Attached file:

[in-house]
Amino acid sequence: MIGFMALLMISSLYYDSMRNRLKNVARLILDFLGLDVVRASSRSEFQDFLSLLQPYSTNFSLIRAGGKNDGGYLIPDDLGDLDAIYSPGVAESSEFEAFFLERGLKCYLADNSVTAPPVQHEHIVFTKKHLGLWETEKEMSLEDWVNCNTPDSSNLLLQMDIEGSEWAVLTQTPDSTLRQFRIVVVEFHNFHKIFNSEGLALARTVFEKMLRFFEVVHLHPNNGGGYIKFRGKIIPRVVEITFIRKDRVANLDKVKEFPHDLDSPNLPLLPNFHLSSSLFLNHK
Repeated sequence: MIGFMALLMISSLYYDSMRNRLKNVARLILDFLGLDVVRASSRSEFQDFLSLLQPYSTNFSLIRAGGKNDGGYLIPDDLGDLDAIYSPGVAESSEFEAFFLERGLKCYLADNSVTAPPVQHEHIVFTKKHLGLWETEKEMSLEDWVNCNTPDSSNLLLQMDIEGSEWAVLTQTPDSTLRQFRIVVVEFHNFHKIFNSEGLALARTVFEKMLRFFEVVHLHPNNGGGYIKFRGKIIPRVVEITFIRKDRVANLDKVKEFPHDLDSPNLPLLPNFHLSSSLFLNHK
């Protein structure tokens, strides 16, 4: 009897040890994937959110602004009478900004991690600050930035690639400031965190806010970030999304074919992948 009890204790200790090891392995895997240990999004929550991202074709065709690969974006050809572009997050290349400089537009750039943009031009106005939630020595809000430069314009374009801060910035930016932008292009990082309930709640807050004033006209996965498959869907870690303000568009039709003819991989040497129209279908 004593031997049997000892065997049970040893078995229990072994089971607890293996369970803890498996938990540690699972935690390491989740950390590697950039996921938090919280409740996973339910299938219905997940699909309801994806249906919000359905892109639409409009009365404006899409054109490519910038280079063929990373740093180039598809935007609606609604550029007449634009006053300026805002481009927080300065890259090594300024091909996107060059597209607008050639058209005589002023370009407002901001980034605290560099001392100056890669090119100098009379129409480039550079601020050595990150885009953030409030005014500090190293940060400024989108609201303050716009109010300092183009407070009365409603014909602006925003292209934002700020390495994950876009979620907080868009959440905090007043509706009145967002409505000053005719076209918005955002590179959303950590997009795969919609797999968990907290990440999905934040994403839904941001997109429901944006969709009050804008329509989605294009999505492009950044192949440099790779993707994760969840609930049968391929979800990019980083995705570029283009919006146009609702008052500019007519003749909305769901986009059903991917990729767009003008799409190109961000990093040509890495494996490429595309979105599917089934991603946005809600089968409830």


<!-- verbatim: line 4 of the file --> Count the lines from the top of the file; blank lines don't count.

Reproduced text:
């Protein structure tokens, strides 16, 4: 009897040890994937959110602004009478900004991690600050930035690639400031965190806010970030999304074919992948 009890204790200790090891392995895997240990999004929550991202074709065709690969974006050809572009997050290349400089537009750039943009031009106005939630020595809000430069314009374009801060910035930016932008292009990082309930709640807050004033006209996965498959869907870690303000568009039709003819991989040497129209279908 004593031997049997000892065997049970040893078995229990072994089971607890293996369970803890498996938990540690699972935690390491989740950390590697950039996921938090919280409740996973339910299938219905997940699909309801994806249906919000359905892109639409409009009365404006899409054109490519910038280079063929990373740093180039598809935007609606609604550029007449634009006053300026805002481009927080300065890259090594300024091909996107060059597209607008050639058209005589002023370009407002901001980034605290560099001392100056890669090119100098009379129409480039550079601020050595990150885009953030409030005014500090190293940060400024989108609201303050716009109010300092183009407070009365409603014909602006925003292209934002700020390495994950876009979620907080868009959440905090007043509706009145967002409505000053005719076209918005955002590179959303950590997009795969919609797999968990907290990440999905934040994403839904941001997109429901944006969709009050804008329509989605294009999505492009950044192949440099790779993707994760969840609930049968391929979800990019980083995705570029283009919006146009609702008052500019007519003749909305769901986009059903991917990729767009003008799409190109961000990093040509890495494996490429595309979105599917089934991603946005809600089968409830």